The second level of knowing someone involves personal contact.  A formal or informal introduction.  This begins with learning a person’s name.  Once you know a person’s name and have experienced some sort of personal interaction with them, you have graduated to the second level of knowing.  This personal interaction typically begins with an introduction.  This can happen through a handshake, a phone call or an email dialogue.  The basic elements of this level of knowledge are knowing the name of the person and, at the least, an exchange of greetings between each other.  It is imperative that both parties acknowledge and speak to each other for this level of knowing to be achieved.  This relationship can continue for years and years at this level.  Interaction is relegated to benign, superficial greetings, inquiries about health, comments on the weather, working toward a common goal in the workplace, club or group.


The third level of knowing is based on commonality.  As you engage with another individual, you may begin to find commons sets of interest with them.  This commonality may be found in activities, beliefs  or experiences.  We tend to engage with people with whom we share something in common.  We spend time seeking out people who actually do share any of these items.  If we enjoy bowling, we join a bowling league.  If we love football, we gravitate to other football fans. If we hold to evangelical truths, we attend a church that stands on these truths.  If we have lost a spouse or child, we find support groups of people who are in various stages of a similar experience.  Commonality is key in this level of knowing.  It involves empathy.  Empathy is a strong emotion.  One that is freely given and voraciously received.  No person wants to be alone.  So we cling to people with whom we can share what is meaningful to us.


The fourth level of knowing is trust.  While in the third level we share common interests with each other, in the fourth level we share intimate parts of our inner lives.  We begin testing the waters with the other person.  We may share something small to determine what level of trust we can assign to them.  We ache to share secrets from our lives.  When we were pre-teens, we couldn’t help but share with a friend our moon eyed love for another person.  The test of friendship was whether this person would betray our trust by telling another person or worse yet, by telling the object of our affection our personal secret.  We can gauge the level of trust that we have for someone by their reaction to our revelation.  If they are shocked or taken aback, we tend to draw a line at how much we will tell this person.  We begin to understand their level of tolerance for what is inside of me and boundaries are drawn.  Interactions between the two are intimate but still have limits.  These limits, once discovered, likely will never move.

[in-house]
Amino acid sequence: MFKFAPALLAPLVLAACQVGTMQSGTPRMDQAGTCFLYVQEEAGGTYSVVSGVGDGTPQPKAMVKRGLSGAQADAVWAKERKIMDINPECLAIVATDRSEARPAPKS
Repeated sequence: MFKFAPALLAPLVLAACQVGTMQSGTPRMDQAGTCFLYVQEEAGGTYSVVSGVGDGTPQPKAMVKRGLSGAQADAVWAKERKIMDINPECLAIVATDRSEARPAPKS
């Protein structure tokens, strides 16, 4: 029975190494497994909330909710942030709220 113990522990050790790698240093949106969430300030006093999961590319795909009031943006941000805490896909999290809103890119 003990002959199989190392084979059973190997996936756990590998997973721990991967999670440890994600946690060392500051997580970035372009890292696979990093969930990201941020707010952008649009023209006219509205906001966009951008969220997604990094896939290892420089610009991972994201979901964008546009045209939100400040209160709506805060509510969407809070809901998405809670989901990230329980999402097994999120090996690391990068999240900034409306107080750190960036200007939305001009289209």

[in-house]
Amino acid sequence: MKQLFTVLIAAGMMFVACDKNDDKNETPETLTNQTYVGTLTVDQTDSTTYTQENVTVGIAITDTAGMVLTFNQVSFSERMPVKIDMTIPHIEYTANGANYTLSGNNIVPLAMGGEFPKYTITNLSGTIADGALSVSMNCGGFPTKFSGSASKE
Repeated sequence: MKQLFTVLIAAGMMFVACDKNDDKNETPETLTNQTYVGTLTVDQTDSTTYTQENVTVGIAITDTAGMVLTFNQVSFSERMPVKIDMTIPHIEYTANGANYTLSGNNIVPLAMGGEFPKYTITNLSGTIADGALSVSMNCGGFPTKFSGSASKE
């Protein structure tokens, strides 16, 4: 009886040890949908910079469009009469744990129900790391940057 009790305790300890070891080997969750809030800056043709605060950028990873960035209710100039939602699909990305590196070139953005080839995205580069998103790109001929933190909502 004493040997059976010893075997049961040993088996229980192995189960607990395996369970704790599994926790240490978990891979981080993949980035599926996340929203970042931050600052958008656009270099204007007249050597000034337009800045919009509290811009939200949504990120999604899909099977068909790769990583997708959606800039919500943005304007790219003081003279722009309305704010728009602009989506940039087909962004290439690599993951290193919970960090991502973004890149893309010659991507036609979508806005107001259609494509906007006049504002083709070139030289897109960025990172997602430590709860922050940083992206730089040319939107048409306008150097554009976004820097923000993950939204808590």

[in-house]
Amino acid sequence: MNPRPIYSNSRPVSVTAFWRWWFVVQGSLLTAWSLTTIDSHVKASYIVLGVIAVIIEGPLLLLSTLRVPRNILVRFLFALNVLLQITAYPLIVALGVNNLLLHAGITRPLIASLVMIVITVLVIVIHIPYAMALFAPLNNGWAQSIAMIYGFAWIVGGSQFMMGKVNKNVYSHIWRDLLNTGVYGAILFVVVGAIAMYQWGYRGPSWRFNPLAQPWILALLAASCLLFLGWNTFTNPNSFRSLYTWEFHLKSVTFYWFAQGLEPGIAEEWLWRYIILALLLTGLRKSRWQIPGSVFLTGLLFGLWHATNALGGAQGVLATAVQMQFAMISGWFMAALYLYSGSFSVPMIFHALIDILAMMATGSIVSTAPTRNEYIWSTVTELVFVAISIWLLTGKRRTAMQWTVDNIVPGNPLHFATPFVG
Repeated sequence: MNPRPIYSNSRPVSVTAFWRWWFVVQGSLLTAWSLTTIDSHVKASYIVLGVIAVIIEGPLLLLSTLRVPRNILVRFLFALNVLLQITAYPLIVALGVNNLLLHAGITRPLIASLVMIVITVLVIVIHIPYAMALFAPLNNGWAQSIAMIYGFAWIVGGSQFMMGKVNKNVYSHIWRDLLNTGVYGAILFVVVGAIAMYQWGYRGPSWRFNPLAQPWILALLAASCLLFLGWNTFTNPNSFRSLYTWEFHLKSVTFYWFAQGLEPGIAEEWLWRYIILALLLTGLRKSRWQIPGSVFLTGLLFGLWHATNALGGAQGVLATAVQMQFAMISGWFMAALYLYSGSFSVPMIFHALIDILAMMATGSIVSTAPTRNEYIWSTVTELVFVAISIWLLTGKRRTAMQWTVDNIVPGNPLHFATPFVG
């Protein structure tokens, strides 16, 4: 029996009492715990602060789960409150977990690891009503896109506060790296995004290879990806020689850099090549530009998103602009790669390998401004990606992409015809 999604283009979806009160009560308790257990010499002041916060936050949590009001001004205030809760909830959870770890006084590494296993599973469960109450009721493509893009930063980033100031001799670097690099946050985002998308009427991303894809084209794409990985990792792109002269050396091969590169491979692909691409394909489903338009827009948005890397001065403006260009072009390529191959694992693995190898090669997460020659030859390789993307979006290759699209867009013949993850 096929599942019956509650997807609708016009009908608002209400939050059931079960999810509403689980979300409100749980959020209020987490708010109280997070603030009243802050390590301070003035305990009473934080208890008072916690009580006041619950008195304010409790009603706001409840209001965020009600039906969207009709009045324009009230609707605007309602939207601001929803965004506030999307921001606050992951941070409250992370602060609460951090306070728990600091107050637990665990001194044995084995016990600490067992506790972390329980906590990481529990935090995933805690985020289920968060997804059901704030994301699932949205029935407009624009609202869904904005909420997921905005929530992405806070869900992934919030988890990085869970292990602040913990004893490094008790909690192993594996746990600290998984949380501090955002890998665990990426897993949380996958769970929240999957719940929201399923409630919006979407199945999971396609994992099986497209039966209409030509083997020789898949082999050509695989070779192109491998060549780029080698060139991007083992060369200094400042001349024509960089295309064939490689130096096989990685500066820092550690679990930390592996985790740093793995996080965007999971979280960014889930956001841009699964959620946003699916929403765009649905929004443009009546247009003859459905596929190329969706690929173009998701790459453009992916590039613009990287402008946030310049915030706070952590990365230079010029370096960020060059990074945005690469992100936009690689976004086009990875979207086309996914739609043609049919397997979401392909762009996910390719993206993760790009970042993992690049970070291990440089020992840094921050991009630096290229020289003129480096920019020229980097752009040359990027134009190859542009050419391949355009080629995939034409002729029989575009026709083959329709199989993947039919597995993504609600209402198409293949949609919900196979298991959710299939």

This is the ultimate state of knowing someone.  All limits are removed.  Nothing is withheld.  Secrets no matter how deep and dark, are shared openly.  The reaction is always acceptance.  There is an overwhelming desire to unload everything in your heart and there is no reticence to do so.  To confess your desires, wants, and needs to someone is freeing.  To be able to admit to your dark thoughts and match your abhorrence for these thoughts, while empathizing with your struggle is strengthening to oneself.  The other person then becomes a help to you in your time of need.  They know the right thing to say.  They know when to call.  They know when to listen.  They strongly desire to see you victorious in your living and will do anything to assist you in that path.  And when you fall, they are there to pick you up.  They brush you off, give you water and let you lean on them until your strength returns.  This is the ultimate knowing.  Nothing is secret.  Nothing is withheld.  All is known.  This is a relationship that most never experience.  And those of us who are lucky, may have one person in our lives with whom we can experience this level of knowing.

To Know God

When I speak of knowing God, I speak of the Fifth Level of Knowing.  God is transparent.  He wants to reveal to us everything there is to know of Him.  He uses scripture and the Holy Spirit to teach us about Him.  It is a revelatory knowledge.  It is one of experience.  We may read a verse of scripture and it mean nothing to us.  Then years later, when the time is right and our lives are in place of particular need, we read or remember the same passage and it speaks volumes to us.  Our knowledge of God comes through obedience.  We must constantly seek to know what God would have for us each second of the day.  We can only do this through obedience.  Studying God’s Word and praying without ceasing are two principles that require our obedience.  And in these two areas, we begin to know God more and more.